Author(s): McClafferty, Shkrum, Halari
Data on VRU collisions are needed to predict and assess the real-world performance of new crash avoidance and crash protection safety features that are entering the Canadian fleet. Transport Canada, in partnership with the Western Motor Vehicle Safety (MOVES) Research Team, are conducting a review of fatal pedestrian and cyclist collisions in Ontario. The review involves a series of retrospective collision investigations into vulnerable road user (VRU) fatalities.
Left turn collisions are a common cause of serious pedestrian injury. These collisions typically occur at impact speeds below 40 km/h where a pedestrian detection system with automatic emergency braking could be of benefit. This paper provides preliminary results from analysis of the completed data collection for pedestrians struck by a vehicle turning left.
VRU Death Investigation Reports are being reviewed at the Office of the Chief Coroner for Ontario. The study is focused on pedestrian and cyclist deaths that occurred from 2013 to 2020 where a post-mortem was conducted. The files under review contain the Coroners Investigation Report, Post-Mortem Examination and Toxicology Report and may contain reports from outside agencies including police. In-depth police collision data were simultaneously collected and analyzed on a sample of the fatal pedestrian and cyclist collisions. Field investigations were also conducted by the study team on several cases.
Injury and collision data were reviewed for 600 collisions involving 522 pedestrian fatalities and 78 cyclist fatalities. The striking vehicle was turning left in 78 of the pedestrian cases (15%) and just 1 cyclist case. The pedestrian collisions typically occurred during daylight hours (N=59), on a dry road (N=61), in an urban area (N=77), and at an intersection (N=74). In most cases the posted speed limit was 50 km/h or lower (N=62). The striking vehicle was most frequently a passenger car (N=20). Pickup trucks (N=19) and buses (N=10) were over-represented in the left turn collisions. Approximately 54% of the vehicles were aged 5 year or less. Older pedestrians aged 65 and over were most common (N=44) as were female pedestrians (N=52). By comparison, drivers were most frequently male (N=48) and under 65 years old (N=57). The condition of the pedestrian was reported to be normal for 62 of the 68 pedestrians where toxicology data was available. Most pedestrians were crossing at an intersection with the right of way when they were struck by the turning vehicle (N=63).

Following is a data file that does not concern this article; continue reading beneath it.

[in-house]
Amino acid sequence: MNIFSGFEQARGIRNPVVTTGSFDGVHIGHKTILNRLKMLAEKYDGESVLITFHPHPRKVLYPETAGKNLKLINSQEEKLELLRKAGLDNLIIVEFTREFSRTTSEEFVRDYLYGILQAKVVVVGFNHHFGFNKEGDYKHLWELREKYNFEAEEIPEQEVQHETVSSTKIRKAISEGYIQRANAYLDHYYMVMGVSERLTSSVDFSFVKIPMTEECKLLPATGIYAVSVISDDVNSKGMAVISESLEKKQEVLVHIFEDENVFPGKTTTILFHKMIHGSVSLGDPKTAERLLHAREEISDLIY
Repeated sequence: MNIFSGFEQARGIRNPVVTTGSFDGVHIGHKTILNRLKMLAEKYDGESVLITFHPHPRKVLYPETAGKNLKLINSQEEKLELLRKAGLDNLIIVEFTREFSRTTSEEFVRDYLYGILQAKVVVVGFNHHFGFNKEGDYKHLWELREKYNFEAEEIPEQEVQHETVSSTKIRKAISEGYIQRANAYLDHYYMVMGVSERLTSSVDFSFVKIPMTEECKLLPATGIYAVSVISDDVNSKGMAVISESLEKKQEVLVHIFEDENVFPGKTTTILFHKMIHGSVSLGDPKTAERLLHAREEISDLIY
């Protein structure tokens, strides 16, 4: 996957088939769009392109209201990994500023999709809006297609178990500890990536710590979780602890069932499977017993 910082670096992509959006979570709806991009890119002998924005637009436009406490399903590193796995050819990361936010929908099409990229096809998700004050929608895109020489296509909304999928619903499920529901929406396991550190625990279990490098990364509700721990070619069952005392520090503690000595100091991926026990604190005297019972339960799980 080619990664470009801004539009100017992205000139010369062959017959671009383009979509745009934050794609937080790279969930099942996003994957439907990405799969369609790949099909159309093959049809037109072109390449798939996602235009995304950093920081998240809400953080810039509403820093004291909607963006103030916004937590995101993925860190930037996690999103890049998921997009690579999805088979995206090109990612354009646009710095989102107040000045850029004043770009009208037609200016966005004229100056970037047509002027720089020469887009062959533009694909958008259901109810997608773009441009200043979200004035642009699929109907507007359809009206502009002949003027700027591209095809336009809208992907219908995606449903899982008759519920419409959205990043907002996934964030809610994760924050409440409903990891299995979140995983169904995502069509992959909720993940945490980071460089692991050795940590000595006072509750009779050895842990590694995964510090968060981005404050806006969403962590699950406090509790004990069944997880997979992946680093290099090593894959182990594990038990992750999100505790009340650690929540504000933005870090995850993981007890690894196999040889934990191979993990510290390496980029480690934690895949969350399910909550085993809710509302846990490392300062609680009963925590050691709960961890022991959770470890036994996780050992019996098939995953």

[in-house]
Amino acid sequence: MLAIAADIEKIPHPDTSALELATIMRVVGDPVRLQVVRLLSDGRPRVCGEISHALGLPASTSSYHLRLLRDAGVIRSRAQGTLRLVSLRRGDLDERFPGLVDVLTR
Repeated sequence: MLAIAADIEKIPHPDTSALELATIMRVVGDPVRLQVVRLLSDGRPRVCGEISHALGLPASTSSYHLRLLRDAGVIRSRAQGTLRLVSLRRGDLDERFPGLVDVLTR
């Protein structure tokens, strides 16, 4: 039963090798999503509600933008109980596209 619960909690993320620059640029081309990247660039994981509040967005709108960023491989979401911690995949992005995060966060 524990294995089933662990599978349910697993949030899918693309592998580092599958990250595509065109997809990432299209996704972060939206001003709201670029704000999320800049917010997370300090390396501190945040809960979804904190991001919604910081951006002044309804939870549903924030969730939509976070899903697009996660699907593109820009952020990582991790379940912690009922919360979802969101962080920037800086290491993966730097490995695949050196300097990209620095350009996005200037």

Pedestrian impacts with a vehicle turning left are a common cause of serious injury and fatality. The collisions frequently involve older pedestrians crossing the road with the right of way. The left-turn collisions typically occur at intersections and involve approach speeds below 40 km/h. Driver inattention was a factor in most of the cases in this study. The high incidence of pickup trucks suggests that view obstructions also play a significant role.
Pedestrian detection systems hold great potential to reduce the frequency of severe left turn collisions with pedestrians. Further investigation of real-world collisions are needed as these advanced crash avoidance systems are steadily becoming more common in the Canadian fleet.